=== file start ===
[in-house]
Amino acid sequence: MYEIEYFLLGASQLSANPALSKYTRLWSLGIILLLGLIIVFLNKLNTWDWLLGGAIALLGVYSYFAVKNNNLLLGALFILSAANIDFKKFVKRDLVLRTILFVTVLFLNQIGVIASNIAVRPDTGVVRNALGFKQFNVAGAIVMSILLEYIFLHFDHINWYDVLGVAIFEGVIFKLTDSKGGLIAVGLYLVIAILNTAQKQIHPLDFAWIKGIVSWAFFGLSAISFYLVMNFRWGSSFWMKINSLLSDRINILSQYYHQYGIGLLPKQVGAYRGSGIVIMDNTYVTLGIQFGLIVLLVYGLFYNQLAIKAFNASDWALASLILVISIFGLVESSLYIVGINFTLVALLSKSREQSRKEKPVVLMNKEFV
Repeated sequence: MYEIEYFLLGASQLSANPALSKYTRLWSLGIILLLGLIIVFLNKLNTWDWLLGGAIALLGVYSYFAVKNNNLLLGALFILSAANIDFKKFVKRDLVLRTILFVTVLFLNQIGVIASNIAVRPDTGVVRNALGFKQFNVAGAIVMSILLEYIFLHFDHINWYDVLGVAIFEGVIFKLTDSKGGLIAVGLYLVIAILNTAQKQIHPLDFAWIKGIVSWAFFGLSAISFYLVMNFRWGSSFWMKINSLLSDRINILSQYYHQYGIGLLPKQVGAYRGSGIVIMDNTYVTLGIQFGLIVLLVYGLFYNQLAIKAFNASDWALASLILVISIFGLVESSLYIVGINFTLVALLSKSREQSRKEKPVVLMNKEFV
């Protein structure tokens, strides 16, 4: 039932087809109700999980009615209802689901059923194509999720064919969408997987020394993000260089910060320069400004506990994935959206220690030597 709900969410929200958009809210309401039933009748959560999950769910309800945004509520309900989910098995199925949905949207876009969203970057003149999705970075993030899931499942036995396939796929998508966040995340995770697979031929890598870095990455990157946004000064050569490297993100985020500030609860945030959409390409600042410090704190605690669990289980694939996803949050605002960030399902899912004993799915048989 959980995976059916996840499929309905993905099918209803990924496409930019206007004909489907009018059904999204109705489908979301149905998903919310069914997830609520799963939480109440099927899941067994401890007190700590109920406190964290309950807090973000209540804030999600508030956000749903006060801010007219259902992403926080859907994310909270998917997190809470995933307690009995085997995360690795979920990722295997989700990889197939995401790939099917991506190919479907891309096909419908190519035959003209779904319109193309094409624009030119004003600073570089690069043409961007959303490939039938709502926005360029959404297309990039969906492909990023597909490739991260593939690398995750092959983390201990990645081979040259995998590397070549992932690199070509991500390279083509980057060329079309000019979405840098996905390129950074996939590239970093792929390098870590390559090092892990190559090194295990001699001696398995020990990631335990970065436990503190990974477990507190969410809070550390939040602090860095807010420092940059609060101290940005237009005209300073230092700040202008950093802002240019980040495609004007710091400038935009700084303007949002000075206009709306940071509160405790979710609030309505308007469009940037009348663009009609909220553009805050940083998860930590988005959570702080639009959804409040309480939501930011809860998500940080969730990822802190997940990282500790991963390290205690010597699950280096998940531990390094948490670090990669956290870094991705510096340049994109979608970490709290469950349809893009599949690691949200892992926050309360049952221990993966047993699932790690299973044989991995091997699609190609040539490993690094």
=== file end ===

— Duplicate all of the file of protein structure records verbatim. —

[in-house]
Amino acid sequence: MYEIEYFLLGASQLSANPALSKYTRLWSLGIILLLGLIIVFLNKLNTWDWLLGGAIALLGVYSYFAVKNNNLLLGALFILSAANIDFKKFVKRDLVLRTILFVTVLFLNQIGVIASNIAVRPDTGVVRNALGFKQFNVAGAIVMSILLEYIFLHFDHINWYDVLGVAIFEGVIFKLTDSKGGLIAVGLYLVIAILNTAQKQIHPLDFAWIKGIVSWAFFGLSAISFYLVMNFRWGSSFWMKINSLLSDRINILSQYYHQYGIGLLPKQVGAYRGSGIVIMDNTYVTLGIQFGLIVLLVYGLFYNQLAIKAFNASDWALASLILVISIFGLVESSLYIVGINFTLVALLSKSREQSRKEKPVVLMNKEFV
Repeated sequence: MYEIEYFLLGASQLSANPALSKYTRLWSLGIILLLGLIIVFLNKLNTWDWLLGGAIALLGVYSYFAVKNNNLLLGALFILSAANIDFKKFVKRDLVLRTILFVTVLFLNQIGVIASNIAVRPDTGVVRNALGFKQFNVAGAIVMSILLEYIFLHFDHINWYDVLGVAIFEGVIFKLTDSKGGLIAVGLYLVIAILNTAQKQIHPLDFAWIKGIVSWAFFGLSAISFYLVMNFRWGSSFWMKINSLLSDRINILSQYYHQYGIGLLPKQVGAYRGSGIVIMDNTYVTLGIQFGLIVLLVYGLFYNQLAIKAFNASDWALASLILVISIFGLVESSLYIVGINFTLVALLSKSREQSRKEKPVVLMNKEFV
């Protein structure tokens, strides 16, 4: 039932087809109700999980009615209802689901059923194509999720064919969408997987020394993000260089910060320069400004506990994935959206220690030597 709900969410929200958009809210309401039933009748959560999950769910309800945004509520309900989910098995199925949905949207876009969203970057003149999705970075993030899931499942036995396939796929998508966040995340995770697979031929890598870095990455990157946004000064050569490297993100985020500030609860945030959409390409600042410090704190605690669990289980694939996803949050605002960030399902899912004993799915048989 959980995976059916996840499929309905993905099918209803990924496409930019206007004909489907009018059904999204109705489908979301149905998903919310069914997830609520799963939480109440099927899941067994401890007190700590109920406190964290309950807090973000209540804030999600508030956000749903006060801010007219259902992403926080859907994310909270998917997190809470995933307690009995085997995360690795979920990722295997989700990889197939995401790939099917991506190919479907891309096909419908190519035959003209779904319109193309094409624009030119004003600073570089690069043409961007959303490939039938709502926005360029959404297309990039969906492909990023597909490739991260593939690398995750092959983390201990990645081979040259995998590397070549992932690199070509991500390279083509980057060329079309000019979405840098996905390129950074996939590239970093792929390098870590390559090092892990190559090194295990001699001696398995020990990631335990970065436990503190990974477990507190969410809070550390939040602090860095807010420092940059609060101290940005237009005209300073230092700040202008950093802002240019980040495609004007710091400038935009700084303007949002000075206009709306940071509160405790979710609030309505308007469009940037009348663009009609909220553009805050940083998860930590988005959570702080639009959804409040309480939501930011809860998500940080969730990822802190997940990282500790991963390290205690010597699950280096998940531990390094948490670090990669956290870094991705510096340049994109979608970490709290469950349809893009599949690691949200892992926050309360049952221990993966047993699932790690299973044989991995091997699609190609040539490993690094």